New oil and gas technologies and research capabilities of Scottish Universities are set to be highlighted at Subsea Expo by the Oil & Gas Innovation Centre (OGIC).
OGIC will host companies developing new technology and two Scottish Universities with energy-related research and development strengths at its innovation zone at the event in Aberdeen this week.
Aubin, Blueshift, Exnics, Kibosh, RAB-Microfluidics and Subsea Deployment Systems (SDS) will all be at the stand to highlight the work they are carrying out to develop technology which can be used in the subsea industry. The companies will be joined by Heriot-Watt University and the University of Strathclyde Oil & Gas Institute.
Rapid repair and rapid freeze clamps which allow quick repair of a pipeline, technology to assist in the installation and recovery of subsea structures in harsh environments and using geothermal heat from active production wells to power subsea equipment are some of the innovative oil and gas technologies being developed by the companies.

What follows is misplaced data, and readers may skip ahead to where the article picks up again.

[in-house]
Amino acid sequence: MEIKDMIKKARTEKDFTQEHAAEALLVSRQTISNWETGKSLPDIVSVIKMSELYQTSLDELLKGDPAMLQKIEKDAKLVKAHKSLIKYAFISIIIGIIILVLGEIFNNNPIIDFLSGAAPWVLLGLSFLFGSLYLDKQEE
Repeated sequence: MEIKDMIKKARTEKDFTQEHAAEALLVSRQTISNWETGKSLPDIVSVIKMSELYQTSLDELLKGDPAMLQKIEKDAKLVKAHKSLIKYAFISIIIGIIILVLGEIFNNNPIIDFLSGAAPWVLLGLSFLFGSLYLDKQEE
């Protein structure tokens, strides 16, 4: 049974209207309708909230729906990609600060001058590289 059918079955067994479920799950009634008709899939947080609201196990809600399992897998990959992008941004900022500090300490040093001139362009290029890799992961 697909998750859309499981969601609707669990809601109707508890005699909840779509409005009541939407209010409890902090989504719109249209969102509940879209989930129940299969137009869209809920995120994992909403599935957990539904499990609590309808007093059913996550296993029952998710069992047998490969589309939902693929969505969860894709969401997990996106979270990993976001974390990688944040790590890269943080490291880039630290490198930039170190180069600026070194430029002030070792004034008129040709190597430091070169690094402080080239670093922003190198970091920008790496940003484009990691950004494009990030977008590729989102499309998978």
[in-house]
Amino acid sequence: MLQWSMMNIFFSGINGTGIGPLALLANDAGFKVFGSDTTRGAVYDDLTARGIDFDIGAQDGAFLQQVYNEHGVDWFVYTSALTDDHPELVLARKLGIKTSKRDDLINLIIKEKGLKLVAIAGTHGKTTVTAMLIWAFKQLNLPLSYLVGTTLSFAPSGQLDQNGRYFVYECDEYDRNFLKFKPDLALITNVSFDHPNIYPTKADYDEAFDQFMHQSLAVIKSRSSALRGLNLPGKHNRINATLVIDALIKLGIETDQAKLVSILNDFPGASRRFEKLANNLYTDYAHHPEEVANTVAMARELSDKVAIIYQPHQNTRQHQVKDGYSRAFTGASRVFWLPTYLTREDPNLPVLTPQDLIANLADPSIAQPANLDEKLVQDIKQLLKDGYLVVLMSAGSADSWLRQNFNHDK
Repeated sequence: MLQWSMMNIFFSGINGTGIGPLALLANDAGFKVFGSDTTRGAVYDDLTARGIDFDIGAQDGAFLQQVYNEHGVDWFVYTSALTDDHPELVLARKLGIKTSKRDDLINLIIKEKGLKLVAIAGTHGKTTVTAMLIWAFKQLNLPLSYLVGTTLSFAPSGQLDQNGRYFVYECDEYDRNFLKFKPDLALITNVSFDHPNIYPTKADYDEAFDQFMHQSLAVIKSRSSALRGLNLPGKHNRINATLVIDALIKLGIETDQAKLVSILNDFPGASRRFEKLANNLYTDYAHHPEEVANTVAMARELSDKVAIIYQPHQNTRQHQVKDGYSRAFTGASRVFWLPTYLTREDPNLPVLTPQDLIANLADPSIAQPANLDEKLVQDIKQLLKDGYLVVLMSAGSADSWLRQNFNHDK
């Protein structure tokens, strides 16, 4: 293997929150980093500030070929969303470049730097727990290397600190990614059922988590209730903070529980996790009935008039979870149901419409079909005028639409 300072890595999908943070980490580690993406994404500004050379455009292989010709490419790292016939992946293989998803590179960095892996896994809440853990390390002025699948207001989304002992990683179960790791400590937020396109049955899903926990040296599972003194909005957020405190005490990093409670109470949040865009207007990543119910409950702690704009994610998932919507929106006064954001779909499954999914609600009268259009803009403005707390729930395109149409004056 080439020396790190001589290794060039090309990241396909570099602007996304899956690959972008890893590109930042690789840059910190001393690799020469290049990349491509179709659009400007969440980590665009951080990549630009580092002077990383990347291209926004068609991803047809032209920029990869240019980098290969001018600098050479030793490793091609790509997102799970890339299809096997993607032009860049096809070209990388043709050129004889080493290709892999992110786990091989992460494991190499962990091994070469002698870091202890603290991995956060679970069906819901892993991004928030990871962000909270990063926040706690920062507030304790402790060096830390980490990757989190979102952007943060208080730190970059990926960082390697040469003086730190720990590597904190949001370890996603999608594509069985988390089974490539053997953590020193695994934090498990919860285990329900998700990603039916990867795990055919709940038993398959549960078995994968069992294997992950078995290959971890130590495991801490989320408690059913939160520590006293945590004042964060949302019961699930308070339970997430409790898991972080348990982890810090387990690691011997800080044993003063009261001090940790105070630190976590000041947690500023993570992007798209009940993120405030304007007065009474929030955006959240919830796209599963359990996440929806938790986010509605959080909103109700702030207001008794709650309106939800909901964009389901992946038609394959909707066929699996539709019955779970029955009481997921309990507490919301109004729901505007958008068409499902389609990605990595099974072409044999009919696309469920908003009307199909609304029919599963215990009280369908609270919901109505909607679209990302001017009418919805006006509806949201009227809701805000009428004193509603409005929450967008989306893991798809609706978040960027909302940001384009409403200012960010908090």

All of the companies exhibiting at the innovation zone are in various stages of research projects in conjunction with Scottish Universities and with the support of OGIC. Heriot-Watt University and the University of Strathclyde Oil & Gas Institute are the academic partners in many instances and both will be represented at the event, providing an opportunity to gain insight to how the research projects work from both a company and academic partner perspective.
Ian Phillips, chief executive of OGIC, said: “This year’s theme at Subsea Expo is adapting to the new norm and the technology which will be on display at our stand demonstrates how the industry is looking to adapt to the current climate through technology development and deployment, drawing upon the leading energy expertise within our universities.
“Innovation is fundamental to the future of the industry and we are working with companies of all sizes on the development of new products and services, which will support the maximising economic recovery agenda in the UKCS by reducing costs and helping to access marginal fields.”